By Steve Alcazari
9:00 AM EDT, August 21, 2013
1819 Park St., Hartford, (860) 233-7488
Hartford restaurant-goers have grown accustomed to the arrival and departure of Brazilian restaurants. Eateries have shown up and vanished, on Franklin Avenue, on Pratt Street and on Farmington Avenue. The comings are always greeted with excitement. The goings are often a disappointment, but rarely a surprise, given the track record. But that pattern doesn't hold true on Park Street, in Parkville, where several Brazilian restaurants and bakeries seem to have established themselves. And a new place, the Ipanema Cafe, opened there recently. (In fact, the Ipanema Cafe is the work of Nelson Diorio, who ran Chale Ipanema, that well-loved Brazilian spot in Hartford's South End that shut down years ago.)
The Ipanema Cafe isn't, strictly speaking, just a Brazilian restaurant; it also serves Portuguese food. There are already a number of other Portuguese restaurants in the area — some of Hartford's best are probably within walking distance of the Ipanema Cafe, which is on the spot where Patio Da Rainha once was. I've always loved the distinctive sun-baked earthy red color of that building. I stopped at the Ipanema Cafe recently for lunch. And, while there are Brazilian and Portuguese flags side-by-side on the wall inside, I'd say that the flavor of the place is a little more Brazilian than Portuguese. Foot-moving samba played on the stereo, occasionally downshifting into mellower bossa nova.
The space inside appears to be ready to host some festive dancing. The entrance brings you into a small dining room, with a bar at the back with a small window into the kitchen. In an adjoining room there's a stage and a dance floor. Signs on the wall announce DJ nights featuring an eclectic mix of everything from salsa to samba, merengue and more.
But I was there to eat on a quiet mid-week afternoon. The menu includes salt cod (bacalao), fried shrimp, sausage, seafood, steaks, sandwiches and more.
I started out with a bowl of potato and kale soup (caldo verde). I always find this combination so counterintuitive, and so I'm generally surprised when it all seems to work together. Some might find the cloudy broth off-putting, but it's a little like the Portuguese equivalent of miso soup, only with potatoes filling in for fermented soybean paste, and wisps of kale replacing seaweed. One slice of vinegary sausage added bite to things. It's salty and simple.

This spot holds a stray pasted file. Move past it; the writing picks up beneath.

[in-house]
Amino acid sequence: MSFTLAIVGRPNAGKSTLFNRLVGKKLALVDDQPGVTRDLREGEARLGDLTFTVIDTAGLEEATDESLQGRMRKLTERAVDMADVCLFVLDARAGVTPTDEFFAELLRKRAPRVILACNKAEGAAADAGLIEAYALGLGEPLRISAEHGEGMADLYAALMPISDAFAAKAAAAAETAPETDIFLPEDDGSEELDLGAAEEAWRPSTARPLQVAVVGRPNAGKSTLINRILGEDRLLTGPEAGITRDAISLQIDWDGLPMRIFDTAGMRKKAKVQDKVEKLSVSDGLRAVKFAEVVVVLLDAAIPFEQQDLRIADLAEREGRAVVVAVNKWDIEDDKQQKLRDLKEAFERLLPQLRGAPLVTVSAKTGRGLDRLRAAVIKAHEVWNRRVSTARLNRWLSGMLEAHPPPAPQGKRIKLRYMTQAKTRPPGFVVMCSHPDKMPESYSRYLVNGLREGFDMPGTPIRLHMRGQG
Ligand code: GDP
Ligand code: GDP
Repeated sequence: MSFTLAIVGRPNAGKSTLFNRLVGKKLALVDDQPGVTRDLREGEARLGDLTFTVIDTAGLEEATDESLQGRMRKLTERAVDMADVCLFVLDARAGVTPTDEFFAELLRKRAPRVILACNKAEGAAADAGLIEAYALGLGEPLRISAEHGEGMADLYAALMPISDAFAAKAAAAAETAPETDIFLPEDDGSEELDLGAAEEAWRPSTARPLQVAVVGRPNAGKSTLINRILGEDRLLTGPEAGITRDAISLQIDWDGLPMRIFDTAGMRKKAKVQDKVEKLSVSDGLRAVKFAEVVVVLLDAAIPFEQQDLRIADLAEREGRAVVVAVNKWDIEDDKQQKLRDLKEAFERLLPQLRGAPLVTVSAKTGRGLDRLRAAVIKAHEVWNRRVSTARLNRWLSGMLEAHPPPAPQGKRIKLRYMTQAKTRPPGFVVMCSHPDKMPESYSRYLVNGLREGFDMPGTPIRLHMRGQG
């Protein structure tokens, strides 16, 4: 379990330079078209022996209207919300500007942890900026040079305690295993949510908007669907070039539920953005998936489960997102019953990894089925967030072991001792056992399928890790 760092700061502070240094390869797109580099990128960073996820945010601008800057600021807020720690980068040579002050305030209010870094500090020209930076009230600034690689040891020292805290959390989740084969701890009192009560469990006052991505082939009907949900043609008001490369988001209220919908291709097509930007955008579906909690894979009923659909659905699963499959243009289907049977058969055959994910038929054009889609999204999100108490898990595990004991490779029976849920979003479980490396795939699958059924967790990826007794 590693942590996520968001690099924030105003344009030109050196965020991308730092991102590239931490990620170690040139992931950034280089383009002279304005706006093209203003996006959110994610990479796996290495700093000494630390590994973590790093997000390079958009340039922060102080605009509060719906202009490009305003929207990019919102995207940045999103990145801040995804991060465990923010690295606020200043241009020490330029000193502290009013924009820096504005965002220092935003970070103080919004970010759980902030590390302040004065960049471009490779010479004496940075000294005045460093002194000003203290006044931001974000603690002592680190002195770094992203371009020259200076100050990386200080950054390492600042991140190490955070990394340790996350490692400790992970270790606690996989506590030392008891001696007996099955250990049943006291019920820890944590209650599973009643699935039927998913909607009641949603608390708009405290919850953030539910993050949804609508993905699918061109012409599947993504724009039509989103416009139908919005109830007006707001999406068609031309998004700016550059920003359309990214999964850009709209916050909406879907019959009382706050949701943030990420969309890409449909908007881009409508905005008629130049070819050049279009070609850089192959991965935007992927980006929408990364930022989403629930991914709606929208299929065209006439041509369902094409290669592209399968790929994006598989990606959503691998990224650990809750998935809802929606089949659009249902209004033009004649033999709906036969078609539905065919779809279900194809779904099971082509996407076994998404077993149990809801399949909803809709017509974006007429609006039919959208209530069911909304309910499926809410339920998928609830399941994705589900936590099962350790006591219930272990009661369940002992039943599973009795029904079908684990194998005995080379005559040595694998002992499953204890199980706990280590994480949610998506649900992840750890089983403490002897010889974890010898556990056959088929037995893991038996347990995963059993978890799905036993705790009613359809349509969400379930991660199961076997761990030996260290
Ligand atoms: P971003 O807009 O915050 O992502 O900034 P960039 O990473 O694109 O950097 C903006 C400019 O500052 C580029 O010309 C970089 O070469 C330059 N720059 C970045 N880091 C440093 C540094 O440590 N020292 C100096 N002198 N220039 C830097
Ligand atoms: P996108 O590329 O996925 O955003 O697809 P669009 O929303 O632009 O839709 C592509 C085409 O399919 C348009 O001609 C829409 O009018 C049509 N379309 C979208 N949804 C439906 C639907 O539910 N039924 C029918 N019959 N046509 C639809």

The special board listed feijoada ($12), a traditional Brazilian stew with black beans and sausage. So that was what I went for. Brazil has a lot in common with the U.S. Both countries were involved in the transatlantic slave trade, and the culture and legacy of enslaved Africans hugely influenced the national identity, food, music, style, and politics of both as well. Feijoada is a stew that was often associated with the poor or working class, made with affordable cuts and scraps of meat. It has since become known as the Brazilian national dish. One might see a connection with the American hamburger, a creation with humble origins that has become symbolic of this country's cooking.
Feijoada is typically not very spicy, but it is flavored with salted meats. This is filling food, served at the Ipanema Cafe with a side of slightly yellow rice, thinly sliced pieces of collard greens — like they'd been run through a paper shredder — some pieces of fresh-cut oranges and a tasty and herb-heavy tomato that's sort of like a cross between salsa and chimichurri.
The Ipanema Cafe is a mellow and slightly dim place. It's nice to have a calm spot to sit down and eat Brazilian food on Park Street and to order off a menu, since most of the other places serve buffet style and Brazilian BBQ, which is very affordable and satisfying. Judging from my visit, the patrons at the moment are mostly Brazilian, but the staff is eager to help newcomers make sense of the menu. If Park Street is the only part of Hartford that can sustain Brazilian restaurants, then the Ipanema Cafe is just one more reason to eat in Parkville.
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